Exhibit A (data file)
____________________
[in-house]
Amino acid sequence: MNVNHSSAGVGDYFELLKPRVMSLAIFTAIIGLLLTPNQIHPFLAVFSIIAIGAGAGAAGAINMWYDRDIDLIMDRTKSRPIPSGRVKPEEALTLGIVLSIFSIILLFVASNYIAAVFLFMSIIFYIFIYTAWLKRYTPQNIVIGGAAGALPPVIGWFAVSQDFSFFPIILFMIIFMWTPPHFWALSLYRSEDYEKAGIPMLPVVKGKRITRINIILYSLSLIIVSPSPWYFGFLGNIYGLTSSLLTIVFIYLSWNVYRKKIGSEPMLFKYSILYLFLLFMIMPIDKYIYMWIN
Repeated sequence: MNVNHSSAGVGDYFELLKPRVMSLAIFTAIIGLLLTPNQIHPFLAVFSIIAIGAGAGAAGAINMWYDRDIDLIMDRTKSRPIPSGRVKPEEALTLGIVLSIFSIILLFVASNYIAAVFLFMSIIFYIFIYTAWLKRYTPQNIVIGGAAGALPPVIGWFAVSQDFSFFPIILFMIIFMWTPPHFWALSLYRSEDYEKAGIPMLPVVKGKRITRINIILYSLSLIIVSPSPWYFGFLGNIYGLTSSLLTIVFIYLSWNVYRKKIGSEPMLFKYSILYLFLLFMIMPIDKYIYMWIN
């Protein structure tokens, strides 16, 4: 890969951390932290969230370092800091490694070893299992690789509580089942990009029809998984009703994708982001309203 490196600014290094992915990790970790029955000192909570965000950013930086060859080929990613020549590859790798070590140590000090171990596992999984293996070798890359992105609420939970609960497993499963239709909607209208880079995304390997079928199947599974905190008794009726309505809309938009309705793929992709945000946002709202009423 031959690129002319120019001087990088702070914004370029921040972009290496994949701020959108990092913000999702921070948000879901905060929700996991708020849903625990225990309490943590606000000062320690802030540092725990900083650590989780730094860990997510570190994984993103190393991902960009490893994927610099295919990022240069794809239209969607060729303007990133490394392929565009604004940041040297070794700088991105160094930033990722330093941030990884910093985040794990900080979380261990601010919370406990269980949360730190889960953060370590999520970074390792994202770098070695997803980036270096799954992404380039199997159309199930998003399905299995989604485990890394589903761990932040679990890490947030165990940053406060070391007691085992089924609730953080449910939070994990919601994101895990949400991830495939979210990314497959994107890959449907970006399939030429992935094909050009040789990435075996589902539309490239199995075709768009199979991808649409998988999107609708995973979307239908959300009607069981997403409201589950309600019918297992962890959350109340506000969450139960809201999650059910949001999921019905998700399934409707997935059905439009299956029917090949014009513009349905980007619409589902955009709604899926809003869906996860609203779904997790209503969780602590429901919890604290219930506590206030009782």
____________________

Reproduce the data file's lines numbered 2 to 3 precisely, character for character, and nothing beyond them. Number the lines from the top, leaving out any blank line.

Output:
Amino acid sequence: MNVNHSSAGVGDYFELLKPRVMSLAIFTAIIGLLLTPNQIHPFLAVFSIIAIGAGAGAAGAINMWYDRDIDLIMDRTKSRPIPSGRVKPEEALTLGIVLSIFSIILLFVASNYIAAVFLFMSIIFYIFIYTAWLKRYTPQNIVIGGAAGALPPVIGWFAVSQDFSFFPIILFMIIFMWTPPHFWALSLYRSEDYEKAGIPMLPVVKGKRITRINIILYSLSLIIVSPSPWYFGFLGNIYGLTSSLLTIVFIYLSWNVYRKKIGSEPMLFKYSILYLFLLFMIMPIDKYIYMWIN
Repeated sequence: MNVNHSSAGVGDYFELLKPRVMSLAIFTAIIGLLLTPNQIHPFLAVFSIIAIGAGAGAAGAINMWYDRDIDLIMDRTKSRPIPSGRVKPEEALTLGIVLSIFSIILLFVASNYIAAVFLFMSIIFYIFIYTAWLKRYTPQNIVIGGAAGALPPVIGWFAVSQDFSFFPIILFMIIFMWTPPHFWALSLYRSEDYEKAGIPMLPVVKGKRITRINIILYSLSLIIVSPSPWYFGFLGNIYGLTSSLLTIVFIYLSWNVYRKKIGSEPMLFKYSILYLFLLFMIMPIDKYIYMWIN